The play is by turns touching, moving, funny and sad. And the ensemble, with Rhona Gold at the center, warm and wistful, melancholy but hopeful, is simply splendid. Field has shortened and tightened the play, to excellent effect. But he’s retained the deliciously enigmatic ending. A quick check of those around me showed that there still were multiple interpretations of what actually happens after the final blackout (though the bleakest option played a less prominent role). If you missed the Blitz, you owe yourself this treat. Katie Rodda has directed with acumen and humor, so that Verne (in all her incarnations) may just leave the theater with you and continue to tug on your heartstrings.
A Fritz Theatre production at 6th @ Penn, through June 12.
Irma’s having a hard time. She’s starting menopause, her daughter’s entering puberty, and her husband’s growing breasts. In Jane Anderson’s poignant, often heartbreaking “Looking for Normal ,” Irma knows her solid, long-term marriage is in a little trough. So she drags her husband of 25 years to see their pastor. And when Irma’s out of the room, Roy confesses that he needs a change… a sex change. He feels he’s been living a lie all his life; he’s a woman trapped in a man’s body. He’s going to get the surgery; he just needs to tell his wife.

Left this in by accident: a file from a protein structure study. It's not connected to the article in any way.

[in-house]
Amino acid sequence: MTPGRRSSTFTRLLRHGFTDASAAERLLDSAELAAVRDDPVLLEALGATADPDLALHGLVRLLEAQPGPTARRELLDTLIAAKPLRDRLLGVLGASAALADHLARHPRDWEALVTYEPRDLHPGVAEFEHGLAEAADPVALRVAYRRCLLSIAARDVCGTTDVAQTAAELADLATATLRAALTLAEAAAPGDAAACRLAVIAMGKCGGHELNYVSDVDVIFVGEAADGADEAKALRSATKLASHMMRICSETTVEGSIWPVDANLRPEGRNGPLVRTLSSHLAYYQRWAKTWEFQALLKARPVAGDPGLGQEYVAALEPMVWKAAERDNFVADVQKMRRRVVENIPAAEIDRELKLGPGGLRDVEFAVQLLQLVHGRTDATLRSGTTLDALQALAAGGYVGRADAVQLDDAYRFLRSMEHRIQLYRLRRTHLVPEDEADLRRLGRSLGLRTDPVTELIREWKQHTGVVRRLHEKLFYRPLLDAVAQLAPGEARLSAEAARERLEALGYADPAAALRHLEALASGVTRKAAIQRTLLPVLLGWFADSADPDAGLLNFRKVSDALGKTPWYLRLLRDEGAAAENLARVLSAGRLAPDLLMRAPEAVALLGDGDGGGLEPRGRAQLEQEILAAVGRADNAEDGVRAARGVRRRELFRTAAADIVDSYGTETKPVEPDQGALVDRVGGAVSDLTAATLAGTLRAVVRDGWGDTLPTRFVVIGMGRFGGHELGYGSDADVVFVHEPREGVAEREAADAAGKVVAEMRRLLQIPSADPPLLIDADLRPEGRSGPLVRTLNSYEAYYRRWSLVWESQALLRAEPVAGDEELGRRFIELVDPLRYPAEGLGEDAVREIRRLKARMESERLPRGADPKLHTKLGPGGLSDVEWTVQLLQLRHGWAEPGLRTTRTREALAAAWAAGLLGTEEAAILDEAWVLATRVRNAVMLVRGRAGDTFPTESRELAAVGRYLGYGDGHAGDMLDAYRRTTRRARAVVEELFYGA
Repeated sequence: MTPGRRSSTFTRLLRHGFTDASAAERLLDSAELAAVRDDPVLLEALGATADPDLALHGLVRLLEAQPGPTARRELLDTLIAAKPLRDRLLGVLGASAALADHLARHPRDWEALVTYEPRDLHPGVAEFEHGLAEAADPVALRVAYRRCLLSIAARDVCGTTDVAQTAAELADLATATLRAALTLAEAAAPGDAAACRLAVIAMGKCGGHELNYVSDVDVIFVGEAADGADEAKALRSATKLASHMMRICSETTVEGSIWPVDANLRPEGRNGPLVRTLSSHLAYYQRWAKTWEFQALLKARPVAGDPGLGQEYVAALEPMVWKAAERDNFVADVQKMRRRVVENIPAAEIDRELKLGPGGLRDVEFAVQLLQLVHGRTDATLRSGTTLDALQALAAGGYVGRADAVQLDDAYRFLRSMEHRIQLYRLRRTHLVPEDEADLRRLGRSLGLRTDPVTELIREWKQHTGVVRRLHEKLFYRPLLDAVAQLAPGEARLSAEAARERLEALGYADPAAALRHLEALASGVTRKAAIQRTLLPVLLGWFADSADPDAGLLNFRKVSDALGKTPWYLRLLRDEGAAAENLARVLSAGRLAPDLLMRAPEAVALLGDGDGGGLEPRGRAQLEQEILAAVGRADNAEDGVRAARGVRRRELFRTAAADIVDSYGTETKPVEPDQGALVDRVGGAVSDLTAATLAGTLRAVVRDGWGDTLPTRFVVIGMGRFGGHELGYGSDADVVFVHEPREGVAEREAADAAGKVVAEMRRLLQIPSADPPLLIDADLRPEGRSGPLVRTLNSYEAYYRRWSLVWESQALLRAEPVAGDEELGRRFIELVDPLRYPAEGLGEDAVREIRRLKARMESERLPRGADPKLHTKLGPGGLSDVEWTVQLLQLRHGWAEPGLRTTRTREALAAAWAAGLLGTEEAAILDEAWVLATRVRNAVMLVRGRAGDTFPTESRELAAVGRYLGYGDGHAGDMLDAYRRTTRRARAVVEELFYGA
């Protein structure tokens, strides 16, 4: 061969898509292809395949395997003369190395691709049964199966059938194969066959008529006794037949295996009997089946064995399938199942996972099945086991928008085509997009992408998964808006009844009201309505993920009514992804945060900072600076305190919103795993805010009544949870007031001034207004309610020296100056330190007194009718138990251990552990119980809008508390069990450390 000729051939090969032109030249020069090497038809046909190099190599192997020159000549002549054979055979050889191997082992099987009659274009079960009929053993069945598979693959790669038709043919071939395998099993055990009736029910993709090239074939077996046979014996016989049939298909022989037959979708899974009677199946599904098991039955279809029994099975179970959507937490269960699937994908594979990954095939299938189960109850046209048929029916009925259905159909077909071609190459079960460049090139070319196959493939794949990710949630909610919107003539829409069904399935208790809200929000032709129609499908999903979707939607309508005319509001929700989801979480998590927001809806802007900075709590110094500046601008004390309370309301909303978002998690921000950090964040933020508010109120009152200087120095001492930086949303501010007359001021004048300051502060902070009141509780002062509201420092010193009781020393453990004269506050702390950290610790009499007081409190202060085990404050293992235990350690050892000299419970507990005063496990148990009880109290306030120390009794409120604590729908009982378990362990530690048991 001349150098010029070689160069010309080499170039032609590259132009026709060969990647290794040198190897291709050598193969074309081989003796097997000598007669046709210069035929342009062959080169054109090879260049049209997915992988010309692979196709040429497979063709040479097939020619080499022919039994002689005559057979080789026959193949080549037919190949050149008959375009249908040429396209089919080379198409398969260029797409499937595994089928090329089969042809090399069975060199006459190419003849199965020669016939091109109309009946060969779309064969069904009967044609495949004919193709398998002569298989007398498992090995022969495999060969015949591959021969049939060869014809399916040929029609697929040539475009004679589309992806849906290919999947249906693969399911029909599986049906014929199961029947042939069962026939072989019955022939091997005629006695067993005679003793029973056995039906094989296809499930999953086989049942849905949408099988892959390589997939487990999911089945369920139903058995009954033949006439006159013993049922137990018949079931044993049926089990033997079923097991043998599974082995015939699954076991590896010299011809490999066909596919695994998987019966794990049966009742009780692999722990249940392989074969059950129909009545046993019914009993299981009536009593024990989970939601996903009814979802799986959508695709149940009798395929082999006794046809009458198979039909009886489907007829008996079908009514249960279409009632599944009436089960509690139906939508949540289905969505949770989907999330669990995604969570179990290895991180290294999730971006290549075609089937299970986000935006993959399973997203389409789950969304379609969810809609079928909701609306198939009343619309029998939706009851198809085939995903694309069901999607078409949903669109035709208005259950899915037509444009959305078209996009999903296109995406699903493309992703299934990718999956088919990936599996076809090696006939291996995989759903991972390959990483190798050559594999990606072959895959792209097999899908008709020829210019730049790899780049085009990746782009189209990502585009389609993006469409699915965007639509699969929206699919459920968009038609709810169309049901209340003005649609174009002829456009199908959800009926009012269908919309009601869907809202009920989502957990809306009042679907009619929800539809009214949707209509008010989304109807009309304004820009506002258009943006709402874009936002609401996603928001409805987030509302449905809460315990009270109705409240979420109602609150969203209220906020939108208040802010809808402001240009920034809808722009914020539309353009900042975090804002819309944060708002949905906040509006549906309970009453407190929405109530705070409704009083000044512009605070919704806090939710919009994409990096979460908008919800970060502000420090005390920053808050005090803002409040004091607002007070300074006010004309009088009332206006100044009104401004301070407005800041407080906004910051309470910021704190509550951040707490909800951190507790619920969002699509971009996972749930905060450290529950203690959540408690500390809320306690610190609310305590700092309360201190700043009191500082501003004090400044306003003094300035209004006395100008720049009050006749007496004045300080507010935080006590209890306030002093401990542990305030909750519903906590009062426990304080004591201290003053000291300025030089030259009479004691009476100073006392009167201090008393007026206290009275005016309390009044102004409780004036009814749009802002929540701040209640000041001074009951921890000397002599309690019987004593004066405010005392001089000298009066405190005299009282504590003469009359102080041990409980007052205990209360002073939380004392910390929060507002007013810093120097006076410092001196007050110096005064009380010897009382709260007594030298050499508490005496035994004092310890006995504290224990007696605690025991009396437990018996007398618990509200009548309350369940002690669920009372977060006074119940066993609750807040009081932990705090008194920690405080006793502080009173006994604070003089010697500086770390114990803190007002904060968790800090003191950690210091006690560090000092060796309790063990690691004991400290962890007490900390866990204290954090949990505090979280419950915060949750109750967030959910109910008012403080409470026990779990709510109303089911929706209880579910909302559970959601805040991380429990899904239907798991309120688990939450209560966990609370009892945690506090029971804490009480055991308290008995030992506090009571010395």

Anderson makes the ever-widening circle of the affected unnecessarily extensive. There are so many extraneous characters, including the clueless but well-meaning pastor (William Tanner), a mildly amorous boss (Gerard Maxwell), Roy ’s maternalistic mother (Kate Hewitt) and curmudgeonly father (Duane Leake ), and his annoying, hyperverbal ghost of a grandma (Jeanne Horn). The performances are fine, and each has a moving or amusing moment; they just aren’t needed to tell the story, which is gut-wrenching enough when it just focuses on the immediate family: poor, tortured Roy (sympathetic John Rosen) and his stalwart but shell-shocked wife (marvelous Terri Park, who anchors the whole production), and their two confused kids: the inquisitive, pubescent tomboy, Patty Anne (adorably nerdy/butch Natasha Feldman), and the hostile, incredulous rock-band techie, Wayne (excellent Lance Rogers, who blows up at his Dad at Thanksgiving, with the pointed question: “As a man, you’re straight. As a woman, you’re gay. Does that make Mom a lesbian?”). You see, Roy wants Irma to stay with him; she’s the love of his life. “I don’t believe you’re a woman,” she screams. “Only a man could be so selfish.” But though Irma tries another guy — at least one tentative kiss from Maxwell’s Frank – she comes to some potent realizations about love and family and acceptance. With candor and gravity, levied with humor, Anderson has managed create a piece on a serious issue that is neither campy nor treacly (though it has its moments of on-the-nose ‘education’ and preachiness ).